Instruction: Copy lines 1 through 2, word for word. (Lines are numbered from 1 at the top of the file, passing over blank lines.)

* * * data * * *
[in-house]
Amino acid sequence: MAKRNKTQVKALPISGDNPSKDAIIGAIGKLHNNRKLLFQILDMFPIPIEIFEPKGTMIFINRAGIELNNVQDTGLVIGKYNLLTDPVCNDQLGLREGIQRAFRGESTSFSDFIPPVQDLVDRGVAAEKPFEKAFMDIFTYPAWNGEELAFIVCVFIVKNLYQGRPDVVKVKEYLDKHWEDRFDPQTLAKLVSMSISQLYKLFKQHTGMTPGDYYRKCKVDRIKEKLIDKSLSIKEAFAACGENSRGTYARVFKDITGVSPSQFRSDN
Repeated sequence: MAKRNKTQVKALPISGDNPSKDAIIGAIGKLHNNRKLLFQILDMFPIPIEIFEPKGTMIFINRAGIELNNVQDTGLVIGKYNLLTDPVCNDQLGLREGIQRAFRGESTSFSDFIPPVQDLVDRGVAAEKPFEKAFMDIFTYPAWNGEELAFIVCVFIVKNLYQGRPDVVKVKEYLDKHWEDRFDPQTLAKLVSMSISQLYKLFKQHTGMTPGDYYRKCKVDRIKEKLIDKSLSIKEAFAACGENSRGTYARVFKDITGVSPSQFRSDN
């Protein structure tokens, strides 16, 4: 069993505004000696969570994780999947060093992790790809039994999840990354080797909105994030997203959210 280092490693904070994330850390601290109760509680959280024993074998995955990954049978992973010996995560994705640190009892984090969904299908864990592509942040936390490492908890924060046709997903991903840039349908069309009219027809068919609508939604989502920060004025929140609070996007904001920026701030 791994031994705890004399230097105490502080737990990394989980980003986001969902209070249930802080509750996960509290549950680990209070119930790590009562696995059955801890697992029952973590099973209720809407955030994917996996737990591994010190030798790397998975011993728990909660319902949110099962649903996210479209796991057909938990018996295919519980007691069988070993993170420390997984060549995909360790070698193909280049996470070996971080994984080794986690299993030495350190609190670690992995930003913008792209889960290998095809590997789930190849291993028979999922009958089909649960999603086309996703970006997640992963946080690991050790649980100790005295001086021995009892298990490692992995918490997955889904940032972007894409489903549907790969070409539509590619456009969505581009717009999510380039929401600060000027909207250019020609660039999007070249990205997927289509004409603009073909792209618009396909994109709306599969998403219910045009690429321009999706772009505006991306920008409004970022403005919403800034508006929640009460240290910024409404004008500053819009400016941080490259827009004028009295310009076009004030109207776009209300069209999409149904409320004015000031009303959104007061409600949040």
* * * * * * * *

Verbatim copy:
[in-house]
Amino acid sequence: MAKRNKTQVKALPISGDNPSKDAIIGAIGKLHNNRKLLFQILDMFPIPIEIFEPKGTMIFINRAGIELNNVQDTGLVIGKYNLLTDPVCNDQLGLREGIQRAFRGESTSFSDFIPPVQDLVDRGVAAEKPFEKAFMDIFTYPAWNGEELAFIVCVFIVKNLYQGRPDVVKVKEYLDKHWEDRFDPQTLAKLVSMSISQLYKLFKQHTGMTPGDYYRKCKVDRIKEKLIDKSLSIKEAFAACGENSRGTYARVFKDITGVSPSQFRSDN